Among its many uses, the Customer Technology Center will allow customers to test the equipment that blasts steel grit at high speeds at unfinished surfaces to clean and harden them. The center will also be used as a research and development facility to test new products and as a training area for employees and service people.
Instruction in equipment maintenance and operation will now be hands-on, where before it was done by explanation and slide presentations, said Dick Poole, an engineering manager at Pangborn who helped design the center.
"We've improved the whole lab. It's really going to be a great place," Poole said.
Pangborn machines are used by companies like Ford and General Motors to clean engine blocks, manifolds, brake drums and wheels. The primary markets for the company's products are basic manufacturing industries including foundries, primary steel and automotive manufacturers and aerospace firms. While North America is the chief geographic market, the company is expanding into the Far East, South America and Europe.
"This really is an international facility. We're aggressively investing overseas," said Moore. "We're planning a lot more international activity in the future."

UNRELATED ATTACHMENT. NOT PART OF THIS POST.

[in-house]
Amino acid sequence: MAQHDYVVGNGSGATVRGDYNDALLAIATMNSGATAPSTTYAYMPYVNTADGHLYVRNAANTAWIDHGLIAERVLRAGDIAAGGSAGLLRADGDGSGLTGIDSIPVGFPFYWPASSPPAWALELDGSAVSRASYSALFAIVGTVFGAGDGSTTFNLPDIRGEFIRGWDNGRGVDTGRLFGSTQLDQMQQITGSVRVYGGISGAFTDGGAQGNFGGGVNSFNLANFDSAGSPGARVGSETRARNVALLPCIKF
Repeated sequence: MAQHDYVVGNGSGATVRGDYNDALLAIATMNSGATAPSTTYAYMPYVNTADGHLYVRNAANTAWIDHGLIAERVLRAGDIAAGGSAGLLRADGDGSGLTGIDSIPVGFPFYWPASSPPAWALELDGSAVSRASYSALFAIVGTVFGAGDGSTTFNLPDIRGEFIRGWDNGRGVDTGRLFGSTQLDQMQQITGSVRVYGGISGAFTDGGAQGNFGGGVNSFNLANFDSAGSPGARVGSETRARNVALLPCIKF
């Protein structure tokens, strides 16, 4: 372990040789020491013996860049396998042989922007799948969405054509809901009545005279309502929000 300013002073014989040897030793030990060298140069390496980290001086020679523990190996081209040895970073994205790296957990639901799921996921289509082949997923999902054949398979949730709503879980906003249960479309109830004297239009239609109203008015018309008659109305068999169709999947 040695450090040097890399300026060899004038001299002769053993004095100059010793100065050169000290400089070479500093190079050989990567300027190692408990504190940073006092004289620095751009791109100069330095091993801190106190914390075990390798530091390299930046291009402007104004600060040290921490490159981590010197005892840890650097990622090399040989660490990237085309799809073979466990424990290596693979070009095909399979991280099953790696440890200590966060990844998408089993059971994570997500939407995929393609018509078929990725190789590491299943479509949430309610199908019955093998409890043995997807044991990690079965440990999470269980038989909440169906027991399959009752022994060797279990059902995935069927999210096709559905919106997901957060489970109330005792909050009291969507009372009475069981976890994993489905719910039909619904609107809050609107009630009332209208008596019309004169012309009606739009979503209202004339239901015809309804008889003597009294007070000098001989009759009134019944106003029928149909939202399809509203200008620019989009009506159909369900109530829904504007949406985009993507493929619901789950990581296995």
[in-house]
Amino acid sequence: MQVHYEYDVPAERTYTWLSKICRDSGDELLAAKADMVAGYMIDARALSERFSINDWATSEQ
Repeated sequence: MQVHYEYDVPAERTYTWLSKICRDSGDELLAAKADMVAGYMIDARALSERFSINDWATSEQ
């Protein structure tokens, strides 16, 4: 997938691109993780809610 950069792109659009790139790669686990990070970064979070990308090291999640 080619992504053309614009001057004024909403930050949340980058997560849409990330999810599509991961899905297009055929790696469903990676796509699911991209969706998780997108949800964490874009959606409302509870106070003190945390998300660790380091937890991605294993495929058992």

The center is the first evidence of a $5 million investment in the company which is part of an ambitious growth plan aimed at doubling Pangborn's revenues during the next three to four years, Moore said. Pangborn's revenue is currently in the $50 million to $60 million range annually, he said.
"We view this as a real resource to our customers and a platform for growth for us," said Moore, who came on board at Pangborn in February.
Jim Carpenter, retired manager of research and development for 25 years, said he's glad to see the company emphasize technology.
"Pangborn has more technology than anyone else in the industry. This (center) will really make the company grow in the U.S. and internationally," he said.
Pangborn was founded in New York City in 1904 when brothers Thomas and John Pangborn developed the process known as sandblasting to clean metal. They moved the company to Hagerstown in 1912.